The Sava (Slovene pronunciation: [ˈsàːʋa], Serbo-Croatian: [sǎːʋa], Serbian Cyrillic: Сава) is a river in Central and Southeastern Europe, a right tributary of the Danube. It flows through Slovenia, Croatia, along the northern border of Bosnia and Herzegovina, and through Serbia, discharging into the Danube in Belgrade. Its central part is a natural border of Bosnia-Herzegovina and Croatia. The Sava forms the northern border of the Balkan Peninsula, and the southern edge of the Pannonian Plain.
The Sava is 990 kilometres (615 miles) long, including the 45-kilometre (28 mi) Sava Dolinka headwater rising in Zelenci, Slovenia. It is the greatest tributary of the Danube by volume of water, and second-largest after Tisza in terms of catchment area (97,713 square kilometres (37,727 square miles)) and length. It drains a significant portion of the Dinaric Alps region, through the major tributaries of Drina, Bosna, Kupa, Una, Vrbas, Lonja, Kolubara, Bosut and Krka. The Sava is one of the longest rivers in Europe and among a handful of European rivers of that length that do not drain directly into a sea.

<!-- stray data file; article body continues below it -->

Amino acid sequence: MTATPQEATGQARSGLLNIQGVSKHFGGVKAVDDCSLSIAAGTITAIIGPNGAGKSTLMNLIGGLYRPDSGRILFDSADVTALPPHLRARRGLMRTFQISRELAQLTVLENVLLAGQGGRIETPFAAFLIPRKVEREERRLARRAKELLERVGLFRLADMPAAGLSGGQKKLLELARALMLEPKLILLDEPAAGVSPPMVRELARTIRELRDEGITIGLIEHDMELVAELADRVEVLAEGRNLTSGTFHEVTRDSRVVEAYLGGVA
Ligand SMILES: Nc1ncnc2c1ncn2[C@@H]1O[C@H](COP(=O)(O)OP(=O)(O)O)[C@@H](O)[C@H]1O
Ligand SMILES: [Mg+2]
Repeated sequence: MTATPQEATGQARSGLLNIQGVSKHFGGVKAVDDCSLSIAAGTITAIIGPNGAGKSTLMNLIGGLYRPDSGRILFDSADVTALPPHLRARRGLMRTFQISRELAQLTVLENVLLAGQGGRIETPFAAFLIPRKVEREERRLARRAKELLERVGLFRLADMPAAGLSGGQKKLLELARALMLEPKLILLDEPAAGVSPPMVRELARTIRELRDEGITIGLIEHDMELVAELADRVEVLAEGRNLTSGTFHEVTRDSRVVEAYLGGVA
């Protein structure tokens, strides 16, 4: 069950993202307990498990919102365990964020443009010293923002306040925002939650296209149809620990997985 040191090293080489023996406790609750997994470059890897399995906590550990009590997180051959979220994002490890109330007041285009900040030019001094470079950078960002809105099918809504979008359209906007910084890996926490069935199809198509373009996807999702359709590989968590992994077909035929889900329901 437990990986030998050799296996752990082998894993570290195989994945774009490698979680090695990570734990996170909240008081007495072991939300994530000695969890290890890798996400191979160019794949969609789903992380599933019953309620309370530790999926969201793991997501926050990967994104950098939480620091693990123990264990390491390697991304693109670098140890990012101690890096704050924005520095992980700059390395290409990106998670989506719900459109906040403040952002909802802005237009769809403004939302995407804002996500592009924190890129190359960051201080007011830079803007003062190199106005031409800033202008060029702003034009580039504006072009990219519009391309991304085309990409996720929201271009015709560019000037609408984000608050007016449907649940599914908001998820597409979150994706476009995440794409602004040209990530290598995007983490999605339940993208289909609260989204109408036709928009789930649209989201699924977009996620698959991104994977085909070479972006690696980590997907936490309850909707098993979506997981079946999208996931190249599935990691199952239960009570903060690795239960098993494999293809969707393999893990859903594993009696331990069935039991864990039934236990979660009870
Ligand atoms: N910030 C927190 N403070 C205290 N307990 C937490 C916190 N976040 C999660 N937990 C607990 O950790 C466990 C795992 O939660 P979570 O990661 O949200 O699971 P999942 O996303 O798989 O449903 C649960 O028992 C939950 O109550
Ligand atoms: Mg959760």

The population in the Sava River basin is estimated at 8,176,000, and it connects three national capitals—Ljubljana, Zagreb and Belgrade. The Sava is navigable for larger vessels from the confluence of the Kupa River in Sisak, Croatia, approximately two-thirds of its length.
The name is believed to be derived from the Proto-Indo-European root *sewh1 ('to take liquid', whence the English word sup) and the ending *eh2, so that it literally means 'that which waters [the ground]'.